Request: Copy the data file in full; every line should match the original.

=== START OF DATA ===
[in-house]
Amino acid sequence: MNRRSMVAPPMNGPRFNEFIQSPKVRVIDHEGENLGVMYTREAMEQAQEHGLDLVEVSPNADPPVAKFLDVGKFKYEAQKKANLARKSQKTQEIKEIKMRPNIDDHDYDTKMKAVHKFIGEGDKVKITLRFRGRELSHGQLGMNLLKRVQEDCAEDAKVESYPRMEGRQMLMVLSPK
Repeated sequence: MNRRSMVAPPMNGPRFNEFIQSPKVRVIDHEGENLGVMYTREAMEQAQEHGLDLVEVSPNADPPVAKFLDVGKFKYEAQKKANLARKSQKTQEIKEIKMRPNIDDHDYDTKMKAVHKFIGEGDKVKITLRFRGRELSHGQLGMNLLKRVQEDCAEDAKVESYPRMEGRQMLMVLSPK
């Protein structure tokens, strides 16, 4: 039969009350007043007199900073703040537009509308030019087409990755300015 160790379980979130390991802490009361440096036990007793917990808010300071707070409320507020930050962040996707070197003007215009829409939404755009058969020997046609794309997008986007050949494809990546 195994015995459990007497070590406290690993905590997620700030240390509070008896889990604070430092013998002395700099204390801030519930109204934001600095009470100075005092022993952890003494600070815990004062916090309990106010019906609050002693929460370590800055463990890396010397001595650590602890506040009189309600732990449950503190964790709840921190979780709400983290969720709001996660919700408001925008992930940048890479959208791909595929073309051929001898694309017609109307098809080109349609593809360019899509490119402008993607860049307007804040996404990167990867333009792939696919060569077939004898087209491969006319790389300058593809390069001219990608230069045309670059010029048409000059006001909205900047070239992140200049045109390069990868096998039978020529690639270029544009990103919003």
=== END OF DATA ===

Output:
[in-house]
Amino acid sequence: MNRRSMVAPPMNGPRFNEFIQSPKVRVIDHEGENLGVMYTREAMEQAQEHGLDLVEVSPNADPPVAKFLDVGKFKYEAQKKANLARKSQKTQEIKEIKMRPNIDDHDYDTKMKAVHKFIGEGDKVKITLRFRGRELSHGQLGMNLLKRVQEDCAEDAKVESYPRMEGRQMLMVLSPK
Repeated sequence: MNRRSMVAPPMNGPRFNEFIQSPKVRVIDHEGENLGVMYTREAMEQAQEHGLDLVEVSPNADPPVAKFLDVGKFKYEAQKKANLARKSQKTQEIKEIKMRPNIDDHDYDTKMKAVHKFIGEGDKVKITLRFRGRELSHGQLGMNLLKRVQEDCAEDAKVESYPRMEGRQMLMVLSPK
């Protein structure tokens, strides 16, 4: 039969009350007043007199900073703040537009509308030019087409990755300015 160790379980979130390991802490009361440096036990007793917990808010300071707070409320507020930050962040996707070197003007215009829409939404755009058969020997046609794309997008986007050949494809990546 195994015995459990007497070590406290690993905590997620700030240390509070008896889990604070430092013998002395700099204390801030519930109204934001600095009470100075005092022993952890003494600070815990004062916090309990106010019906609050002693929460370590800055463990890396010397001595650590602890506040009189309600732990449950503190964790709840921190979780709400983290969720709001996660919700408001925008992930940048890479959208791909595929073309051929001898694309017609109307098809080109349609593809360019899509490119402008993607860049307007804040996404990167990867333009792939696919060569077939004898087209491969006319790389300058593809390069001219990608230069045309670059010029048409000059006001909205900047070239992140200049045109390069990868096998039978020529690639270029544009990103919003």